A new pregnancy means a new pregnancy card to record all of her growth and labs.

She sits awaiting the laboratory for her screening. However, in that very moment, the head of the laboratory post suffers a crippling migraine and has to rest. This leaves only one person to perform all the laboratory studies.

In about 30 minutes, the throng of patients languishing in the reception area awaiting laboratory evaluation gets loud with several pregnant women in the hot Haitian sun threatening to leave. The team steps up and sends two other volunteers from other posts to the laboratory to alleviate the back-up. The woman in a hurry to go to market stands to leave; however, one of the volunteers takes her discretely by the arm to the laboratory before anyone in the reception area can see this and declare their dissent of this preferential treatment.

She is tested; she is then brought to me to have her ultrasound expeditiously done, while her laboratory screening tests develop. During her ultrasound, I am pleased to discover that she has twins; both are growing very well. I show her the ultrasound image, and she immediately sees what I am about to share with her. “I had a dream I was going to have twins!” she declares. And then the curtain to the ultrasound area opens up. The chief nurse enters and shows me the results of her laboratory testing: HIV test is positive.

HIV is unfortunately more commonly discovered during pregnancy because women get universally screened here in Haiti when they receive prenatal care. Those, however, who don’t seek care can transmit the virus to their babies unknowingly.  In fact, in comparison to women who are known to have the virus, HIV-positive women who deliver at home without IV antiretroviral medications like AZT have a 25% risk of transmitting the virus to the baby. The percentage goes up if her viral load is higher than 1500 viral copies per milliliter of blood. So, knowledge of her status allows a caregiver (in this case, Mimsi International) a unique opportunity to empower a woman around what HIV infection is, how we can control it, and what we can do to decrease the risk of her babies being infected.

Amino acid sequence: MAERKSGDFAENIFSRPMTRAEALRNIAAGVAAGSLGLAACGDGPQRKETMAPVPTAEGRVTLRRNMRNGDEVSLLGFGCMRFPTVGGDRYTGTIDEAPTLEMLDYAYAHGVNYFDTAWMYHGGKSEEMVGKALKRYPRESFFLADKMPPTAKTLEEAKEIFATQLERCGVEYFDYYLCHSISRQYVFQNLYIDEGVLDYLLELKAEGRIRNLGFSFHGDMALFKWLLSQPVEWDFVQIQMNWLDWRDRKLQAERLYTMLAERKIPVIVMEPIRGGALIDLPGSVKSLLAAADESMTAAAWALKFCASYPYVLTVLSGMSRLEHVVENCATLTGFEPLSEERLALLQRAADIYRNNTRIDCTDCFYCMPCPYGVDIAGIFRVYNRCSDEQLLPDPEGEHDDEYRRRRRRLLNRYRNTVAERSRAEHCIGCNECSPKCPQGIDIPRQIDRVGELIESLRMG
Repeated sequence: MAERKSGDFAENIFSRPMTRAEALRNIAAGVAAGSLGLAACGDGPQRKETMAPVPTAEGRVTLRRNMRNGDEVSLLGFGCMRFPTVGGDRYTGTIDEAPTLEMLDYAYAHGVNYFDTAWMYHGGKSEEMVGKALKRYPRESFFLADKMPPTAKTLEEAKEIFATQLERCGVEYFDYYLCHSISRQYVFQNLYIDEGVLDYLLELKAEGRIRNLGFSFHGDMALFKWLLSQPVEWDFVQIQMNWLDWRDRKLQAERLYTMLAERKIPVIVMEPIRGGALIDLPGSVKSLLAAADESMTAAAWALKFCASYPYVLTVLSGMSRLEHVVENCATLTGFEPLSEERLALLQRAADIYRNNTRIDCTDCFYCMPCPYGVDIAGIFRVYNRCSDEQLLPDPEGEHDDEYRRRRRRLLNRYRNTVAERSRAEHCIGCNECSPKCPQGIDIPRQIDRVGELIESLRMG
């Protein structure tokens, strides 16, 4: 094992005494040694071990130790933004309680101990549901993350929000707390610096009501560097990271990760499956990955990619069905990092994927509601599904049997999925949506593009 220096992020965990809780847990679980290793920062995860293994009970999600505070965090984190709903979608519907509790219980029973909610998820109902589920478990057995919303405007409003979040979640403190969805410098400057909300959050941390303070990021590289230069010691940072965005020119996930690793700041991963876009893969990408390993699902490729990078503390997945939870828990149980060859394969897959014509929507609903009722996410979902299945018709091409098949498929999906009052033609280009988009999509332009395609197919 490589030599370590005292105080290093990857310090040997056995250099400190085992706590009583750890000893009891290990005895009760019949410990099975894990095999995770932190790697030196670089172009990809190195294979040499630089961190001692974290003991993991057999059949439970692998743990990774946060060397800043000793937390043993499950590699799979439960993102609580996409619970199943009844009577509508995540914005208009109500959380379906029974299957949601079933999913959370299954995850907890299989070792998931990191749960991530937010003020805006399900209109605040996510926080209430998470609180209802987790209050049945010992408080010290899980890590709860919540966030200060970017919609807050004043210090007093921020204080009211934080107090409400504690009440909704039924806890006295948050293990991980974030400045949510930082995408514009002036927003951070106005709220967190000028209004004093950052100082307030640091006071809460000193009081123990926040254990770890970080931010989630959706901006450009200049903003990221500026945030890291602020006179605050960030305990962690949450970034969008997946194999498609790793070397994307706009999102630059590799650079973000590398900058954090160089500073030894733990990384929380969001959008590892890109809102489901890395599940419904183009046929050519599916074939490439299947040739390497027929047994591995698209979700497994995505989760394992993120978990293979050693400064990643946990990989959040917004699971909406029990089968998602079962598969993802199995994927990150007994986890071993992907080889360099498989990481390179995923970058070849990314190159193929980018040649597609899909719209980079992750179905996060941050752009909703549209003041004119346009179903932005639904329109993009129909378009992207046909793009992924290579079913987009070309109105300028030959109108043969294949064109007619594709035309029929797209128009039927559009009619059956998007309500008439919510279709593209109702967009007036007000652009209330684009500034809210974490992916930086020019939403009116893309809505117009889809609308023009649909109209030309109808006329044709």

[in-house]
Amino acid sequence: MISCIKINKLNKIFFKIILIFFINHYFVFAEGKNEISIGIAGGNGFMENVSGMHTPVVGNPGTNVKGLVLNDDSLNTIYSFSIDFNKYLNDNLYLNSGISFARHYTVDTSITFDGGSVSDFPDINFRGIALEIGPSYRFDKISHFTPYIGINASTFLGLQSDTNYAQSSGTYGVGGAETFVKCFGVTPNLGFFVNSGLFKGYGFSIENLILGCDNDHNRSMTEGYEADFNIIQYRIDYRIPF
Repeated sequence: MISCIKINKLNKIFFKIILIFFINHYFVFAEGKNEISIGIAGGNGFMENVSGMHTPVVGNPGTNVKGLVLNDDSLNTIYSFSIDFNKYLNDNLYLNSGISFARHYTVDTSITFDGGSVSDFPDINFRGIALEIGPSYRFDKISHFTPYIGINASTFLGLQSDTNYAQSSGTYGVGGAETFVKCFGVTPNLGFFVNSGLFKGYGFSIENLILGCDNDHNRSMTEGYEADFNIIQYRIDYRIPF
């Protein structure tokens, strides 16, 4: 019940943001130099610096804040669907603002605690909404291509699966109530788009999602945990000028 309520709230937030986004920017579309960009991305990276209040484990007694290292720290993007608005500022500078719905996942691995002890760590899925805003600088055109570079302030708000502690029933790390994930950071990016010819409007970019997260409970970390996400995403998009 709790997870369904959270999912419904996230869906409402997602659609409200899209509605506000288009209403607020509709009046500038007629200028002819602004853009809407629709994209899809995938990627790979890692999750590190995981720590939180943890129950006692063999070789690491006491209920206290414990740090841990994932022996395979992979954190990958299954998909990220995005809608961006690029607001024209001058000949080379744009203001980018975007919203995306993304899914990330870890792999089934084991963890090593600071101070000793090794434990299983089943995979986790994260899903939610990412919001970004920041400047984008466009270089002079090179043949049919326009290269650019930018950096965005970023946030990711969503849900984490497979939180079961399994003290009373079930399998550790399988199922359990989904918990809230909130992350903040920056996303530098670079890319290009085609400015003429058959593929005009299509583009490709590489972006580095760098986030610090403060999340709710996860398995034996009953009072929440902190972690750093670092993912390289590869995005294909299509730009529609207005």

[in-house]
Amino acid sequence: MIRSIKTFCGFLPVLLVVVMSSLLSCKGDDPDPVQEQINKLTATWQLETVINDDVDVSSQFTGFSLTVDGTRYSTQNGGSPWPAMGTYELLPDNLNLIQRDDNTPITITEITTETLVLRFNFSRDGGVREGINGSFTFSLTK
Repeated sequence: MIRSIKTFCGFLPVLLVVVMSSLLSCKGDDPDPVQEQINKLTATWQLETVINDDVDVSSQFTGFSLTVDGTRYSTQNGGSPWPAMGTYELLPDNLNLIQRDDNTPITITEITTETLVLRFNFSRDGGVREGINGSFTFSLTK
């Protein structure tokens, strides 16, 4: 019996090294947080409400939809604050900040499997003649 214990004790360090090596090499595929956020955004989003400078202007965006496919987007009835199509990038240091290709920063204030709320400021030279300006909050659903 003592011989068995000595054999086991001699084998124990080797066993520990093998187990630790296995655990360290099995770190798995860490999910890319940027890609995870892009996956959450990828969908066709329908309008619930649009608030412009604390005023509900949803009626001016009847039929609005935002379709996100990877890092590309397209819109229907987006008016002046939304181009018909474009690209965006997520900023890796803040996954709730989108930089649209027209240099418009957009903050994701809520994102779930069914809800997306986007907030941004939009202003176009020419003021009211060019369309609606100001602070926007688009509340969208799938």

I can see the eyes of the volunteer are brimming with tears, which I tell her to wipe away because we have done a really good deed for this woman who would have left without the news that she is pregnant with twins and that she has a new diagnosis of HIV infection. The patient takes the news of her infection quite well; she has many mouths to feed in addition to these twins, so staying alive becomes a priority. She agrees to be referred to the free HIV clinic in the city. The Mimsi volunteer’s quick response to the breakdown in the laboratory to improve its performance saved this woman’s life and the life of her unborn twins. We set up a protocol to care for our patient and establish the date for her scheduled induction of labor or scheduled C-section.

I am excited to see where else the volunteers will expand as they navigate through the communities we serve with integrity, responsibility, performance and leadership. Thank you for reading.

Winfred S Tovar, MD
Executive Director
Mimsi International

Go to the people. Live with them. Learn from them. Love them. Start with what they know. Build with what they have. But with the best leaders, when the work is done, the task accomplished, the people will say ‘We have done this ourselves.’”

Lao Tzu